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UK's David Cameron and George Osborne are all yin and no yang The pair will probably strike a cool but professional relationship in office. George Gideon Oliver Osborne CH (born 23 May ) is a British Conservative Party During the premiership of David Cameron, George Osborne was widely MP suggested that the closeness of his relationship with Cameron meant that the . Chancellor at Oral Questions by citing a comment attributed to the Secretary. David Cameron and George Osborne: The Tory leader said he would sack the Asked about his relationship with Boris Johnson, Cameron.
Osborne worked on Prime Minister John Major 's campaign team inin the run-up to the Tories' heavy election defeat that year.
Between and he worked for William HagueMajor's successor as Conservative Party leader, as a speechwriter and political secretary.
I would sack George Osborne if I had to, says David Cameron | Politics | The Guardian
He succeeded Independent MP Martin Bellwho had defeated the controversial former Conservative minister Neil Hamilton in but had kept his promise not to stand there at the following election. Osborne won with a majority of 8, over the Labour candidate, becoming at that time the youngest Conservative MP in the House of Commons.
At the election he was re-elected with an increased majority of 11, securing Following the general election, Howard promoted him to Shadow Chancellor of the Exchequer at the young age of Howard had initially offered the post to William Hague, who turned it down.
Press reports suggest that the second choice for the post was David Cameron, who also rejected the job, preferring to take on a major public service portfolio he was made Shadow Secretary of State for Education. Thus, Howard seems to have turned to Osborne as his third choice for the role.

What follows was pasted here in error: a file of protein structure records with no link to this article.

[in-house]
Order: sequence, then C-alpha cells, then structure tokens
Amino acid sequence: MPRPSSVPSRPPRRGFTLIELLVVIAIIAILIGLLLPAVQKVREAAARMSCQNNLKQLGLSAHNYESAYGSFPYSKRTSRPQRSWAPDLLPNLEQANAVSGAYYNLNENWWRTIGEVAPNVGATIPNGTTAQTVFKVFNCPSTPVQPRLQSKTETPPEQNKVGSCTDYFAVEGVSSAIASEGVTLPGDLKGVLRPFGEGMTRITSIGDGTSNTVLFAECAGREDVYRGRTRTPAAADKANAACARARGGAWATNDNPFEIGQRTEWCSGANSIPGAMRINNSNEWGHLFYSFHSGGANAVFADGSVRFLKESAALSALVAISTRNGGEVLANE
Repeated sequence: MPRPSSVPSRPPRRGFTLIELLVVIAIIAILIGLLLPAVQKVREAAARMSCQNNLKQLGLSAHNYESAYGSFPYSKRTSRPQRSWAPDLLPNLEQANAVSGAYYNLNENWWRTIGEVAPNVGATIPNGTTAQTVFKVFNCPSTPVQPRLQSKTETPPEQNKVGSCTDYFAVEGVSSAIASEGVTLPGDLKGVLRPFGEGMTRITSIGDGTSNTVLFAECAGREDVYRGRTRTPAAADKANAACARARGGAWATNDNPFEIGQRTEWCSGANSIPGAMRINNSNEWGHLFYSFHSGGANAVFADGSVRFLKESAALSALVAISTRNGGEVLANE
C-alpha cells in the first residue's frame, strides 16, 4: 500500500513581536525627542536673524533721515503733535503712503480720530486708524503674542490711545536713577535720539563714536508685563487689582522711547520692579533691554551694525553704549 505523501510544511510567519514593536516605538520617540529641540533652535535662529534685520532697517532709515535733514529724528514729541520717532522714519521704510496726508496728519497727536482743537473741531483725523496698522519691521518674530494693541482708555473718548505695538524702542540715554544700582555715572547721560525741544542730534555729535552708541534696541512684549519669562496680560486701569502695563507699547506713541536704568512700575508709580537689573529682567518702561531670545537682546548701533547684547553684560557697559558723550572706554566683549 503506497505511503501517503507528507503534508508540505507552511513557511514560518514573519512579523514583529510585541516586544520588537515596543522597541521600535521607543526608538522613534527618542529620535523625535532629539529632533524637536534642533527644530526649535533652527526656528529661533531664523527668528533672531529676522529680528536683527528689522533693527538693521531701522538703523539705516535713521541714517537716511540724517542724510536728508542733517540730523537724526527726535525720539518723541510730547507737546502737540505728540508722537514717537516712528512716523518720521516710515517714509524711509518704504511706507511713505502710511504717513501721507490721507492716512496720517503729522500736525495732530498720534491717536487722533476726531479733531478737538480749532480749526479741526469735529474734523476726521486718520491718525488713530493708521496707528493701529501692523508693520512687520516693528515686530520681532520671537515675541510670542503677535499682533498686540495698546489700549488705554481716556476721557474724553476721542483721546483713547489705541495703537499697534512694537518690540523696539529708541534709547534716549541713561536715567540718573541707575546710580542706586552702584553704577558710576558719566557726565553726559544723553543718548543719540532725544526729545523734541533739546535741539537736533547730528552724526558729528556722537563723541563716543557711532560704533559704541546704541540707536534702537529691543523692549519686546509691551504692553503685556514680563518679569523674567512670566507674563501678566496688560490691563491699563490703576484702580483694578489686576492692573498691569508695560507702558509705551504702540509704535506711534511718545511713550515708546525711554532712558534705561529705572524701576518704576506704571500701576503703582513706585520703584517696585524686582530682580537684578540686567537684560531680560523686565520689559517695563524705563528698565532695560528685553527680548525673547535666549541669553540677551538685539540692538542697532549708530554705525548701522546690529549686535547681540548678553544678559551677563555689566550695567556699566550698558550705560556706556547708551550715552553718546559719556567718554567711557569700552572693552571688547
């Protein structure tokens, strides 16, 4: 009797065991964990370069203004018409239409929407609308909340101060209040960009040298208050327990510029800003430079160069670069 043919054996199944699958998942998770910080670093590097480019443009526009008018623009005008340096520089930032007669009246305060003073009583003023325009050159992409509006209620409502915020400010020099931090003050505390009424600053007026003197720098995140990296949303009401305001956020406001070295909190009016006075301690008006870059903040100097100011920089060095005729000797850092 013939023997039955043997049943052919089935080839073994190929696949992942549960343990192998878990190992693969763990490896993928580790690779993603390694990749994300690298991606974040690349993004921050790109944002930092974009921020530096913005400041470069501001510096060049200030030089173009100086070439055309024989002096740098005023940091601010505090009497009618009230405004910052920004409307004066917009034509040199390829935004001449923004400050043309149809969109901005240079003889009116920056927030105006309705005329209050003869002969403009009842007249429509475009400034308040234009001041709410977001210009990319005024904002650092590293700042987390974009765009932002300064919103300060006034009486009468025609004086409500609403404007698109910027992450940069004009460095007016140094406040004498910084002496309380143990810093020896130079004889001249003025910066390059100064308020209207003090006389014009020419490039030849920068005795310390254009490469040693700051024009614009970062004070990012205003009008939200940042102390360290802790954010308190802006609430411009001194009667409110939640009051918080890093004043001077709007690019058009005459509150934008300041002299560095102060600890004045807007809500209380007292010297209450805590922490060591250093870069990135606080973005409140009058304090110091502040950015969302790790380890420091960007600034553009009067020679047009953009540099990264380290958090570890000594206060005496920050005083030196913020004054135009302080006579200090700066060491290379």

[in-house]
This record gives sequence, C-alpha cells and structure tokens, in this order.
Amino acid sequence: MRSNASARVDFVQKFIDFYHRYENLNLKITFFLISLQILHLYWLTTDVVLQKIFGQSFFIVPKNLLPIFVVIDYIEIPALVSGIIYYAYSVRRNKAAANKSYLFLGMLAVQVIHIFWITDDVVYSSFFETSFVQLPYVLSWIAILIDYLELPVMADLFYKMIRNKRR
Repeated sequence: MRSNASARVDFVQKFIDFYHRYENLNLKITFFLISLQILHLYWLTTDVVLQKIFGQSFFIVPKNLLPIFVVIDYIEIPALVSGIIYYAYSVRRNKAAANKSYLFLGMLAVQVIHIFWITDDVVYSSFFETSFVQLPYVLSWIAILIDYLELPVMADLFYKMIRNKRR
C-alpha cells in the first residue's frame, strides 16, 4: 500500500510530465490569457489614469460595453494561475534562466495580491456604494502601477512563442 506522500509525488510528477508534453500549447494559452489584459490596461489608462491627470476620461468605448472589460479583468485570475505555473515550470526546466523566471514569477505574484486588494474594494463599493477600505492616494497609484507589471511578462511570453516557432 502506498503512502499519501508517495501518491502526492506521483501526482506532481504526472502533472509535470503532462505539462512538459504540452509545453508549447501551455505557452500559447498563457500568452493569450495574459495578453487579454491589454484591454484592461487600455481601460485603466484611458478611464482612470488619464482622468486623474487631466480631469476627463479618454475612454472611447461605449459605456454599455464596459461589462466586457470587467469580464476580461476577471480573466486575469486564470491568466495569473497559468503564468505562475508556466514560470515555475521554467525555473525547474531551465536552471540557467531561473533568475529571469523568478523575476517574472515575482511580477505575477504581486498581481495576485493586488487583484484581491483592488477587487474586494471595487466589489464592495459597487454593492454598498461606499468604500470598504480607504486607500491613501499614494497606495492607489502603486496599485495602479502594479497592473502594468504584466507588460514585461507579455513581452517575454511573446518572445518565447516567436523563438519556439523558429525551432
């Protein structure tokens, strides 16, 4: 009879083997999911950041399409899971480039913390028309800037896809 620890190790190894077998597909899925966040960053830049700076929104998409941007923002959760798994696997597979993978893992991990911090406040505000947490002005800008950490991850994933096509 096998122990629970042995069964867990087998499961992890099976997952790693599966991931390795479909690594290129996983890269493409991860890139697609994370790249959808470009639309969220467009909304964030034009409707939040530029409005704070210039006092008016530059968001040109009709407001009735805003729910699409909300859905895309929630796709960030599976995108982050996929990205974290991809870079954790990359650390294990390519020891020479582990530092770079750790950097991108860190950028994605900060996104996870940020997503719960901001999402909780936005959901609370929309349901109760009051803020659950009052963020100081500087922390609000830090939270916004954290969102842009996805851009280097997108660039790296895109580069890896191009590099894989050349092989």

George Osborne - Wikipedia
When David Cameron was asked in whether or not he would be willing to sack a close colleague such as Osborne, he stated, "With George, the answer is yes. As soon as the first major allegation — about a rather bohemian Oxford initiation ceremony — began to unravel, so did everything else.
Labour can keep hammering away at non-doms and consumption of dubious substances and gratuitous university rituals as much as they like. None of it will stick now.
The second is that Lord Ashcroft is not going to walk away from it. His days of influencing British politics are over. Maybe he genuinely feels he was wronged by the Prime Minister.
The perception has been cemented that his primary motivation is vengeance. Everything he does and says going forward will be viewed through that prism.
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My third thought is that there is, however, one big winner from this whole affair. No, not that Richard Nixon, the other Richard Nixon.
The one who put the cold-war on hold, and breached the Bamboo Curtain. But his campaign visit — sorry trade visit — is already shaping up to be a classic of its type. George Osborne has a measured foray into the arena of human rights, whilst ensuring it is framed in the context of economic development.
Prime ministers do both. Over the past two weeks Westminster has been focused almost exclusively on the election of Jeremy Corbyn. Which has obscured the fact we are now living through the days of the Osborne Ascendancy. The unspoken message was: